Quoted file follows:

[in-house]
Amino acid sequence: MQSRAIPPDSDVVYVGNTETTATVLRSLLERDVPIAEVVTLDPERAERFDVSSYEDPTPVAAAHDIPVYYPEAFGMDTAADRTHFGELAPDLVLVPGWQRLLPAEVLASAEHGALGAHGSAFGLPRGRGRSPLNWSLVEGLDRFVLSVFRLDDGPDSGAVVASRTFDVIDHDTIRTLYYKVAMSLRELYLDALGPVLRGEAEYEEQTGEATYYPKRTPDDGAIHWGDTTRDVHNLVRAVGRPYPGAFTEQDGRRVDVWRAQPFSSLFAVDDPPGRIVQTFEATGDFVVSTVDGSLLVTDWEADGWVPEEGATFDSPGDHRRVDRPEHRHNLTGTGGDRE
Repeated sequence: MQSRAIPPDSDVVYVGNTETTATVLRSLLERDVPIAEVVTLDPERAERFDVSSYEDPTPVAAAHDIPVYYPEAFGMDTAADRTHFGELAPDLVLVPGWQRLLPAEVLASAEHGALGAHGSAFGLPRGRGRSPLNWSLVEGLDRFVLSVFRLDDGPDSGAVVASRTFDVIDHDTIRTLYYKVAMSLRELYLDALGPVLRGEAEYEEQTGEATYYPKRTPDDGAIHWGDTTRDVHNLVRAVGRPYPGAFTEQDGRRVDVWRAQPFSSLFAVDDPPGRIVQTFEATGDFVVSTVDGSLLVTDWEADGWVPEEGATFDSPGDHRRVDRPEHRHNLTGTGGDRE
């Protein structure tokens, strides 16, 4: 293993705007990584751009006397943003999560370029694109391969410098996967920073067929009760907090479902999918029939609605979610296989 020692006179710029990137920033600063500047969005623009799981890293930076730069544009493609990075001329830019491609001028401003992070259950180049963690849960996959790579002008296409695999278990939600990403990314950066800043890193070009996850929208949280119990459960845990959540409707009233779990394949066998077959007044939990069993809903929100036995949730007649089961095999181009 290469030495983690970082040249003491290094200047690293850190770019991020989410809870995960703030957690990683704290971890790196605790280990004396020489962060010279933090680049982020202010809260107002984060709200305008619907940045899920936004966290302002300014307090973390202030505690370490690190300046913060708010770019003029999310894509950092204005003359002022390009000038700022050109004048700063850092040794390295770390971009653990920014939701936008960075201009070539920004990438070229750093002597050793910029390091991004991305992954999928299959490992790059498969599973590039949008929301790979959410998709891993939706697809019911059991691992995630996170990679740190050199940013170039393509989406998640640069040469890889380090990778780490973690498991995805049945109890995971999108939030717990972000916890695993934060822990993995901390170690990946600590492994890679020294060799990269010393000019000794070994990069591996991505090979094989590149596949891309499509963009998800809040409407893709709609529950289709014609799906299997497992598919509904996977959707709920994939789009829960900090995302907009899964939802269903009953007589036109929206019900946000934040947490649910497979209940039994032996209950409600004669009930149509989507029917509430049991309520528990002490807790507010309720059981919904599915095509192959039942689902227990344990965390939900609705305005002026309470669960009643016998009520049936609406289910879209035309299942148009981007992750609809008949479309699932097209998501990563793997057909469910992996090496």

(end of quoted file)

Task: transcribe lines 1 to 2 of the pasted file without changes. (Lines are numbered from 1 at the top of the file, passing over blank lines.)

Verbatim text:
[in-house]
Amino acid sequence: MQSRAIPPDSDVVYVGNTETTATVLRSLLERDVPIAEVVTLDPERAERFDVSSYEDPTPVAAAHDIPVYYPEAFGMDTAADRTHFGELAPDLVLVPGWQRLLPAEVLASAEHGALGAHGSAFGLPRGRGRSPLNWSLVEGLDRFVLSVFRLDDGPDSGAVVASRTFDVIDHDTIRTLYYKVAMSLRELYLDALGPVLRGEAEYEEQTGEATYYPKRTPDDGAIHWGDTTRDVHNLVRAVGRPYPGAFTEQDGRRVDVWRAQPFSSLFAVDDPPGRIVQTFEATGDFVVSTVDGSLLVTDWEADGWVPEEGATFDSPGDHRRVDRPEHRHNLTGTGGDRE